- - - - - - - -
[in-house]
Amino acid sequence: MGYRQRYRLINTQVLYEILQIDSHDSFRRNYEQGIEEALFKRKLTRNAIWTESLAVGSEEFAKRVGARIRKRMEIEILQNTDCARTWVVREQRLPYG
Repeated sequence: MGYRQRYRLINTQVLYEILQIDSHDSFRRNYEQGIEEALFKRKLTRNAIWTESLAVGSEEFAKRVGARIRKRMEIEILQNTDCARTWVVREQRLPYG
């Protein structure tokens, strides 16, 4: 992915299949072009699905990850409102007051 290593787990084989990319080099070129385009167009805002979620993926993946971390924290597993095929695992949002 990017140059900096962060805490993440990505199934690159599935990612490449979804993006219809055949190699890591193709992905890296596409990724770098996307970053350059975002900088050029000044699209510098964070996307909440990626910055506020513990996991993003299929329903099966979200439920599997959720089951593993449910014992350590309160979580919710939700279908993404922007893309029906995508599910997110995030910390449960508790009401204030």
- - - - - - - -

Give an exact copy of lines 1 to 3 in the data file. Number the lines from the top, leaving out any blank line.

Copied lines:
[in-house]
Amino acid sequence: MGYRQRYRLINTQVLYEILQIDSHDSFRRNYEQGIEEALFKRKLTRNAIWTESLAVGSEEFAKRVGARIRKRMEIEILQNTDCARTWVVREQRLPYG
Repeated sequence: MGYRQRYRLINTQVLYEILQIDSHDSFRRNYEQGIEEALFKRKLTRNAIWTESLAVGSEEFAKRVGARIRKRMEIEILQNTDCARTWVVREQRLPYG